The Corner

National Security & Defense

Stop the Dumb, Binary Thinking About the Russia Investigation

As I wrote in a piece on the homepage, if you follow the online battles over the Russia investigation, the debate is devolving into two competing, absolutist narratives. Either a GOP president stole an election in part by cooperating with a hostile foreign power and then obstructed justice to stay in office, or a partisan “deep state” is unlawfully cooperating with Democratic activists (and even colluding with their own Russian friends) to unseat Donald Trump. Both sides are yearning for the moment when the truth is revealed, the real agendas are laid bare, and the worse-than-Watergate scandal is uncovered in all its slimy glory.

There’s another option. Indeed I’d even say this the most likely option. We’ll call it double Watergate. In other words, both sides are at least a little bit terrible. Investigations begun with corrupt motives and poor information can discover true wrongdoing. Righteous indignation at unfair investigations can transform into unlawful obstruction. We could reach a point where Robert Mueller uncovers credible evidence of actual unlawful obstruction of justice of an investigation that began for partisan reasons and uncovers no meaningful Russian collusion. Over at the Daily Wire, Ben Shapiro outlines six different scenarios, all supported by varying degrees of evidence. There are more.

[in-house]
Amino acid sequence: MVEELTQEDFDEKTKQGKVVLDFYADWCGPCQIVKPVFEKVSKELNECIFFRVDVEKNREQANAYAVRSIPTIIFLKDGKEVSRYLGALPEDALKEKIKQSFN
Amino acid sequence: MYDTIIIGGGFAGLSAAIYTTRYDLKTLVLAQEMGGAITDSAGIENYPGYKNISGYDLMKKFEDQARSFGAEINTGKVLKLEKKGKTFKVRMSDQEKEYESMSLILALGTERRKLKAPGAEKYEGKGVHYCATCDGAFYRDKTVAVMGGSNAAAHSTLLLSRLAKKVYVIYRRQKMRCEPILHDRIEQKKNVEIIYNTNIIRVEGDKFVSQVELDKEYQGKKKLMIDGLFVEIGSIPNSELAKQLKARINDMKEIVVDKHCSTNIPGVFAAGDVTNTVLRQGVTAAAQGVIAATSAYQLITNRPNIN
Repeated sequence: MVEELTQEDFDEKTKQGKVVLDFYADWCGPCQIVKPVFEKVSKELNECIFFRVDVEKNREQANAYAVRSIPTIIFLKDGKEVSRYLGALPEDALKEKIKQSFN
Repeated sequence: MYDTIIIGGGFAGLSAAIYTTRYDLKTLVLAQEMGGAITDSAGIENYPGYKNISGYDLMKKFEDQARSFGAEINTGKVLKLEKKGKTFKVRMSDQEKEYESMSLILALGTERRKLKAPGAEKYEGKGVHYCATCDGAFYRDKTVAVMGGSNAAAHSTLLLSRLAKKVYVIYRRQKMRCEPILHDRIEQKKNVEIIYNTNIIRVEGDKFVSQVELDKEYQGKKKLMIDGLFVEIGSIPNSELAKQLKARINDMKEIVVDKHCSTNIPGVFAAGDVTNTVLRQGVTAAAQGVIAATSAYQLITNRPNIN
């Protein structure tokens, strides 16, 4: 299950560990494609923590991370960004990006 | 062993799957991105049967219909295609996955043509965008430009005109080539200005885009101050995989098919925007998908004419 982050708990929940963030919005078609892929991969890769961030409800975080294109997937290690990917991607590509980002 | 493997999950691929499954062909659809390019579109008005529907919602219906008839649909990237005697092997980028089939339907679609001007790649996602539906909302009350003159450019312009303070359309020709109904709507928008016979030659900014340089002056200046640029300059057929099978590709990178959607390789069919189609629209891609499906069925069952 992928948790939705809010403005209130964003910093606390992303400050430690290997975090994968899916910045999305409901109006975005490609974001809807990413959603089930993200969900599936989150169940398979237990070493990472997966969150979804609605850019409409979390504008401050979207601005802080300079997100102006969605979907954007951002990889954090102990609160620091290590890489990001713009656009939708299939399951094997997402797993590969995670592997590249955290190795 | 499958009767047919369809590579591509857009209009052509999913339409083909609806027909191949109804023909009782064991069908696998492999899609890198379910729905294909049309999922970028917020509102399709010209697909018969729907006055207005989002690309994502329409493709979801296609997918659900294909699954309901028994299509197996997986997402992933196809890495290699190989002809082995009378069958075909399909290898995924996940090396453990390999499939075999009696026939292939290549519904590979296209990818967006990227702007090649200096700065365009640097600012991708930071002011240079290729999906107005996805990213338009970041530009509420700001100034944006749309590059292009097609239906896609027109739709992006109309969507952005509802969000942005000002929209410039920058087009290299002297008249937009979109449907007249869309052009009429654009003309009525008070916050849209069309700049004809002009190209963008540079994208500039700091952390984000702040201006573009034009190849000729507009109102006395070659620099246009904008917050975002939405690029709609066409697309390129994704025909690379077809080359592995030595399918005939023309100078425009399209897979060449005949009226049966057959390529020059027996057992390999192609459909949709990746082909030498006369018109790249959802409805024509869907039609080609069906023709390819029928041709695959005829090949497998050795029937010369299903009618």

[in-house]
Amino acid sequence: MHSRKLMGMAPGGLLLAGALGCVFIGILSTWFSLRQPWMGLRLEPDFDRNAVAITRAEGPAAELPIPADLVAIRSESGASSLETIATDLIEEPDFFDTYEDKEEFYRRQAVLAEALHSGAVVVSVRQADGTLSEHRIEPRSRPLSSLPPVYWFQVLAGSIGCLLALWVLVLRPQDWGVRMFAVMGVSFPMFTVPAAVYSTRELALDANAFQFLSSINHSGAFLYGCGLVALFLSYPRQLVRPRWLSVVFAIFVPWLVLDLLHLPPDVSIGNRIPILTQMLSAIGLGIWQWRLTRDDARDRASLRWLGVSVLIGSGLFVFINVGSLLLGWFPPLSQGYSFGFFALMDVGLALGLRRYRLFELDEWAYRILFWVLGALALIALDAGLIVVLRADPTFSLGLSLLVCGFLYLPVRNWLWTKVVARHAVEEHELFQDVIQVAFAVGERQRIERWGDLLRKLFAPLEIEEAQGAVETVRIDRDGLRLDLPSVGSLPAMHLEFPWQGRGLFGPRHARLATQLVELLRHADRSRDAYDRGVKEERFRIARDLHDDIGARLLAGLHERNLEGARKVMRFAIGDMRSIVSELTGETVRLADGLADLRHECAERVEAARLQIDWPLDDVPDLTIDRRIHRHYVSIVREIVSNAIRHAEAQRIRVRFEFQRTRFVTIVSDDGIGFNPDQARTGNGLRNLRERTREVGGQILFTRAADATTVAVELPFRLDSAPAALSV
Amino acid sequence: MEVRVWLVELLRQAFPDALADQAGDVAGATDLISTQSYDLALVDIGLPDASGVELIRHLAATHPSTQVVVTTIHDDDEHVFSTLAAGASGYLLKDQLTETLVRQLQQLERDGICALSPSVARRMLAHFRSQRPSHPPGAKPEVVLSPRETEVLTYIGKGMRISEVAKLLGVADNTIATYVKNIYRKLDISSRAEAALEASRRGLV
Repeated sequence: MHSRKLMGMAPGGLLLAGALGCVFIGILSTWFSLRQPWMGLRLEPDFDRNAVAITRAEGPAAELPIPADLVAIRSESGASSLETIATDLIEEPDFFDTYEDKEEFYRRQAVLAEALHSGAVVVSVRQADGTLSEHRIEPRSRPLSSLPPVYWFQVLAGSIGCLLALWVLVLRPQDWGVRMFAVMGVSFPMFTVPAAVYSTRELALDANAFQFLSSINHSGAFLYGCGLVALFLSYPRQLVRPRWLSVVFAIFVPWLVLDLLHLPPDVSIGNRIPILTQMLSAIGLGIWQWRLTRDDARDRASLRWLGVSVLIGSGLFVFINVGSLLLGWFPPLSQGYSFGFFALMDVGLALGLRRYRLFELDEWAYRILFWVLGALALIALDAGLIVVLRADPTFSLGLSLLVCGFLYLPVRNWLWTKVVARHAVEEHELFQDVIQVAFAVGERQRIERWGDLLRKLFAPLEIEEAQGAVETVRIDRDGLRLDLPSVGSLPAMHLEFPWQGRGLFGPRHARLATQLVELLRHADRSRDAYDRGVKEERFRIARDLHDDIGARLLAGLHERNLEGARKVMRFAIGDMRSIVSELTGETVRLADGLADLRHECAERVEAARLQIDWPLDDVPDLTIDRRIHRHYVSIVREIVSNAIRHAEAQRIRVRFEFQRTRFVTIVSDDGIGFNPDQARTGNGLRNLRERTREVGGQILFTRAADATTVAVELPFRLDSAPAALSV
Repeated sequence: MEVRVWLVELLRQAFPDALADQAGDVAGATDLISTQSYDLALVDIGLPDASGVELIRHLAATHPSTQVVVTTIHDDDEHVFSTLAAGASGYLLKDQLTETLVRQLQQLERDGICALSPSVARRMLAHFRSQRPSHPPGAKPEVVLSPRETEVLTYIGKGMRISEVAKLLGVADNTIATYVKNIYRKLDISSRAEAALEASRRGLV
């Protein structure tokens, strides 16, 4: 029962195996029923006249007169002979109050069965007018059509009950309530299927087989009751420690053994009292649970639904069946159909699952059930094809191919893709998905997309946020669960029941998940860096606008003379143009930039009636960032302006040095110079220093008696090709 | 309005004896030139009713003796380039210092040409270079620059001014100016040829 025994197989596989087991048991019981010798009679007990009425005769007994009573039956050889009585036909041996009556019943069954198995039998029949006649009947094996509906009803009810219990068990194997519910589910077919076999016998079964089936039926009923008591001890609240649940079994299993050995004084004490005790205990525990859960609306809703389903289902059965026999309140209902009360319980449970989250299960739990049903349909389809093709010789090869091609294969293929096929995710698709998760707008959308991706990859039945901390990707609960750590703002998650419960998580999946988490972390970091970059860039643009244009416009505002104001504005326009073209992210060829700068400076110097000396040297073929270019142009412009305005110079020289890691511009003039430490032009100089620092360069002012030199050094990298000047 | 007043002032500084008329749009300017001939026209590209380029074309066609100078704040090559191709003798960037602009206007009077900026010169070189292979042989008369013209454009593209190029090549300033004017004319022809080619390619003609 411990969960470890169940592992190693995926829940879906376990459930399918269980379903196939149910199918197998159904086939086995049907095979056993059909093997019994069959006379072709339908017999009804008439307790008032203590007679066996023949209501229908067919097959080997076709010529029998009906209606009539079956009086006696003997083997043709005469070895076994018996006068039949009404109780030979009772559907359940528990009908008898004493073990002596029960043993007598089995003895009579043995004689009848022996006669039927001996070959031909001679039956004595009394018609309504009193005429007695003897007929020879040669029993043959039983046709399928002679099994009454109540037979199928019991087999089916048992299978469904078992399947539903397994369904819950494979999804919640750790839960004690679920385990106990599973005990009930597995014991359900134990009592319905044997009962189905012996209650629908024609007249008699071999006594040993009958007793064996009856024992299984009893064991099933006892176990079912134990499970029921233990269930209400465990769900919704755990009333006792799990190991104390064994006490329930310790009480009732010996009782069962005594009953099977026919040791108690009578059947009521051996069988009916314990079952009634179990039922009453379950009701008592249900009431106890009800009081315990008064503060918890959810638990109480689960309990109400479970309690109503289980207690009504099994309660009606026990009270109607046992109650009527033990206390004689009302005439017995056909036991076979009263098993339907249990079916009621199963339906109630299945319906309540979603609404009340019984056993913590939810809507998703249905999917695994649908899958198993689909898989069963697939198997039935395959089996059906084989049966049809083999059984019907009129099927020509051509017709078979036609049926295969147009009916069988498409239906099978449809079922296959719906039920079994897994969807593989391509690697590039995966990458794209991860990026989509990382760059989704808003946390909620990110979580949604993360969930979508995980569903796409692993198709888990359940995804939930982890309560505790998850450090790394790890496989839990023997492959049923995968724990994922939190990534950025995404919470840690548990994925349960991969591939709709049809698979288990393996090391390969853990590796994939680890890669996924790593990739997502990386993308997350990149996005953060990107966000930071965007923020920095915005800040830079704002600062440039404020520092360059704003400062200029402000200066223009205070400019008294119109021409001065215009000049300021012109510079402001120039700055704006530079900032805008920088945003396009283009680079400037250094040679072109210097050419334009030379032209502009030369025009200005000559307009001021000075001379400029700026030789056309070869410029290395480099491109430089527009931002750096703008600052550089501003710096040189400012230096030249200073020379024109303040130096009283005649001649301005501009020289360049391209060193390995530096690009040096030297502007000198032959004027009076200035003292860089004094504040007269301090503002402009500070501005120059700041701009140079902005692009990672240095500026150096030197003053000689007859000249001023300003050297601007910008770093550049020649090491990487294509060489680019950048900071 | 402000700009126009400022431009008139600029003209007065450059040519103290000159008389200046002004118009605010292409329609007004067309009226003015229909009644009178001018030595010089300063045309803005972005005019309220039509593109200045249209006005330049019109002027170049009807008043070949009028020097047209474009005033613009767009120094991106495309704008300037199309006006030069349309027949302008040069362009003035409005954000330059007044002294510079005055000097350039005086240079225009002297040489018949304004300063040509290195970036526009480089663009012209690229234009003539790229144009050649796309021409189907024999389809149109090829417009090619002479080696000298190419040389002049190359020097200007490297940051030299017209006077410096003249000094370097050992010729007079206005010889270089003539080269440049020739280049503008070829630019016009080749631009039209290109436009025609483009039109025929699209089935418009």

Writing below, Jonah quite reasonably argues that we should “wait and see” before launching into FBI conspiracies. It’s sound advice that applies to both sides. The only modification I’d make is to ask the Trump administration and the Mueller team to do what they reasonably can to minimize how much longer we have to wait before we can see. That means more transparency, sooner. Release the memo. Release the evidence supporting the memo’s conclusions. Release the FISA applications. Make only the most minimal and necessary redactions.

This week the political temperature was turned up once again. Anger and distrust — already dangerous — is escalating. As the truth is delayed, our political culture becomes more frayed and fragile. Each day it gets worse. The American people can certainly handle the truth, but the system can handle it better sooner rather than later. It’s time for transparency. 



David French is a senior writer for National Review, a senior fellow at the National Review Institute, and a veteran of Operation Iraqi Freedom.

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